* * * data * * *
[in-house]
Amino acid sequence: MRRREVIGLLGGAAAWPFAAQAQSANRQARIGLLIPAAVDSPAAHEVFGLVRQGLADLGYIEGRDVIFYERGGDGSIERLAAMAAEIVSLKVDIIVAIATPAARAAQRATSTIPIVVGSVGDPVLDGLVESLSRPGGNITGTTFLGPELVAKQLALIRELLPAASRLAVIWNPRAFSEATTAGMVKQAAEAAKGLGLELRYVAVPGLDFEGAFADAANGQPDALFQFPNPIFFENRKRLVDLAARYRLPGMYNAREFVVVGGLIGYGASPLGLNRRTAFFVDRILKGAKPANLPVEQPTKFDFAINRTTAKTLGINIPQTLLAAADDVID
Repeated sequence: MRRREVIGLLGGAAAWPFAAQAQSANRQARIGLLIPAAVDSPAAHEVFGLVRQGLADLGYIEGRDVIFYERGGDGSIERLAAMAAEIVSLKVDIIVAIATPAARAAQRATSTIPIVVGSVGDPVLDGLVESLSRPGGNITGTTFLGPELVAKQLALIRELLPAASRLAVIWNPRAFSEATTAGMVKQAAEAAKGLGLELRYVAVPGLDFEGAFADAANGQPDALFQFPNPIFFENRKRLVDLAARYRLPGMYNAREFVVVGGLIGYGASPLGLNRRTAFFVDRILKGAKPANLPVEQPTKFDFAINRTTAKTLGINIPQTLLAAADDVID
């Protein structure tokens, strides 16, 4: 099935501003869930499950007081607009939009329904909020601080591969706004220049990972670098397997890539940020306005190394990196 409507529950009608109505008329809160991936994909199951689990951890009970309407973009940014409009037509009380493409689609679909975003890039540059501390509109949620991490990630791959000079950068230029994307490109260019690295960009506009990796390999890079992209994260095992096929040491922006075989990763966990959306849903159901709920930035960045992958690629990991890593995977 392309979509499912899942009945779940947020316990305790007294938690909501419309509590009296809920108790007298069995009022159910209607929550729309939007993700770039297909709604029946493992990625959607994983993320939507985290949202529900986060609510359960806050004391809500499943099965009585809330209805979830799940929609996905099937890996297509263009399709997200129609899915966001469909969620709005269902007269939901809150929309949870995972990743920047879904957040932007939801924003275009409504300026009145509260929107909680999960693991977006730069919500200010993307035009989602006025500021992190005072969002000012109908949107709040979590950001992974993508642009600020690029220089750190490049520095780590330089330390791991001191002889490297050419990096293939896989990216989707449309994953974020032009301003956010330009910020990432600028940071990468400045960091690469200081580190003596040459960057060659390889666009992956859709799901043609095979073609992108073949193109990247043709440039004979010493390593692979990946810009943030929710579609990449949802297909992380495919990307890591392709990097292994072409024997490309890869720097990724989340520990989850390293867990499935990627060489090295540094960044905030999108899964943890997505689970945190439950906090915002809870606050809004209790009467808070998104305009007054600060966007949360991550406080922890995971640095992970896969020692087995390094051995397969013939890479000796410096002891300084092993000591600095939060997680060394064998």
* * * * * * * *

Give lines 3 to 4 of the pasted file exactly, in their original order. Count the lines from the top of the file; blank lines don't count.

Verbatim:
Repeated sequence: MRRREVIGLLGGAAAWPFAAQAQSANRQARIGLLIPAAVDSPAAHEVFGLVRQGLADLGYIEGRDVIFYERGGDGSIERLAAMAAEIVSLKVDIIVAIATPAARAAQRATSTIPIVVGSVGDPVLDGLVESLSRPGGNITGTTFLGPELVAKQLALIRELLPAASRLAVIWNPRAFSEATTAGMVKQAAEAAKGLGLELRYVAVPGLDFEGAFADAANGQPDALFQFPNPIFFENRKRLVDLAARYRLPGMYNAREFVVVGGLIGYGASPLGLNRRTAFFVDRILKGAKPANLPVEQPTKFDFAINRTTAKTLGINIPQTLLAAADDVID
């Protein structure tokens, strides 16, 4: 099935501003869930499950007081607009939009329904909020601080591969706004220049990972670098397997890539940020306005190394990196 409507529950009608109505008329809160991936994909199951689990951890009970309407973009940014409009037509009380493409689609679909975003890039540059501390509109949620991490990630791959000079950068230029994307490109260019690295960009506009990796390999890079992209994260095992096929040491922006075989990763966990959306849903159901709920930035960045992958690629990991890593995977 392309979509499912899942009945779940947020316990305790007294938690909501419309509590009296809920108790007298069995009022159910209607929550729309939007993700770039297909709604029946493992990625959607994983993320939507985290949202529900986060609510359960806050004391809500499943099965009585809330209805979830799940929609996905099937890996297509263009399709997200129609899915966001469909969620709005269902007269939901809150929309949870995972990743920047879904957040932007939801924003275009409504300026009145509260929107909680999960693991977006730069919500200010993307035009989602006025500021992190005072969002000012109908949107709040979590950001992974993508642009600020690029220089750190490049520095780590330089330390791991001191002889490297050419990096293939896989990216989707449309994953974020032009301003956010330009910020990432600028940071990468400045960091690469200081580190003596040459960057060659390889666009992956859709799901043609095979073609992108073949193109990247043709440039004979010493390593692979990946810009943030929710579609990449949802297909992380495919990307890591392709990097292994072409024997490309890869720097990724989340520990989850390293867990499935990627060489090295540094960044905030999108899964943890997505689970945190439950906090915002809870606050809004209790009467808070998104305009007054600060966007949360991550406080922890995971640095992970896969020692087995390094051995397969013939890479000796410096002891300084092993000591600095939060997680060394064998």